Facilitator Spotlight: Arianna Montero-Colbert

After a successful fall 2016 as Communications Fellow, Arianna returned this year as a Course Facilitator in Technology for Knowledge Management. Arianna is not only an online educator, but also a rising junior-and-a-half at Davidson College. We sat down to ask her a few questions.

Q: What first interested you in working with the TechChange team in 2016?

It was a late night as a nerdy high schooler, conducting topic analysis on the Lincoln Douglas debate resolution, “Resolved: In a democracy, voting ought to be compulsory”, when I first discovered the magic of online learning. After hours of skimming dense law briefs and literature reviews with little luck, I finally encountered a MOOC on Democracy and Governance which turned my world upside down.

Ever since, I’ve been both intrigued by the way that online learning can make education on niche topics (or education from fresh perspectives) accessible and eager to find ways to contribute to the edtech space. TechChange was the perfect fit.

Q: What’s it like engaging the TechChange community on a daily basis?

I couldn’t imagine a more amazing experience if you asked me to. I’ve learned so much from the participants’ discussions, from the questions folks ask, from the network of guest experts TechChange brings into their courses. I have always felt most comfortable in discussion-based, three-way learning models, and every day in the TechChange community I come home chewing on something new.

Q: In January 2017, you wrote a blog post on A People’s Education on the World Wide Web. How has your background in educational development in social movements influenced your work?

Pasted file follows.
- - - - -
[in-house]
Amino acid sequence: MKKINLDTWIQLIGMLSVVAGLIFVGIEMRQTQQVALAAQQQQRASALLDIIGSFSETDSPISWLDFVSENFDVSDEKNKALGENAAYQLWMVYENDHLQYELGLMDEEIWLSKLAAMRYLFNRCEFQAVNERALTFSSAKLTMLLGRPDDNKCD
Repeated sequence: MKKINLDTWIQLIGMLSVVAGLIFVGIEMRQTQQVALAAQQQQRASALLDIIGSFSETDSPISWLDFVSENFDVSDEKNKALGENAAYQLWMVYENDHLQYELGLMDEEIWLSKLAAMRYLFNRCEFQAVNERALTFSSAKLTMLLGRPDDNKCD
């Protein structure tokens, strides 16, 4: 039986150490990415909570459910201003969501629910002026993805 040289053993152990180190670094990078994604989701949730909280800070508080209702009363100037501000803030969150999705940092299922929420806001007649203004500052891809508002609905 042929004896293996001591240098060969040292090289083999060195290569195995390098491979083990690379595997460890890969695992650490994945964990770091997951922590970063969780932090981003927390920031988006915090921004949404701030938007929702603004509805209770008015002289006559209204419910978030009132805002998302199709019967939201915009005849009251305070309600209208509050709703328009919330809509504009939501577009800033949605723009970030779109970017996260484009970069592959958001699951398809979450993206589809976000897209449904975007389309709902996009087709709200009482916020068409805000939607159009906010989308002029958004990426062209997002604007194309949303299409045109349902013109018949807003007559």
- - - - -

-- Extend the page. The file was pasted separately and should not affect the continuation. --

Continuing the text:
Aside from the wisdom from my big, bizarre family, grassroots organizers have taught me everything I know. I’ve learned that it’s always appropriate to take a second, stop, and ask yourself, “who am I doing this for?”. If you can’t easily explain to yourself how what you’re doing tangibly helps the people you’re supposedly serving, it’s probably time to change course. You’d be surprised how often that simple check in makes a difference.

Q: What would your TED talk be about?

Without question, group dynamics. I am invested in the processes of rapport, empathy, and community building, and the ways this study can help us make the spaces that we host more accessible and interactive for all types of people. The talk would probably draw heavily on the discipline of Knowledge Management, specifically how KM makes explicit the informal practices of networking and learning that can hinder transparency in organizations. Naming where key information is siloed is one of the first steps to creating a unified team.

What’s next for you after this summer at TechChange?

Finishing my degree. I started working at TechChange during a gap year from college. Needless to say, I’m a big believer in gap years, gap semesters, gap however-long-you-need. In my experience, the four year higher education model assumes a dichotomy between life experience and courses. A lifelong, experiential learner recognizes the fallacy and finds the time for courses whenever it fits best in their journey.


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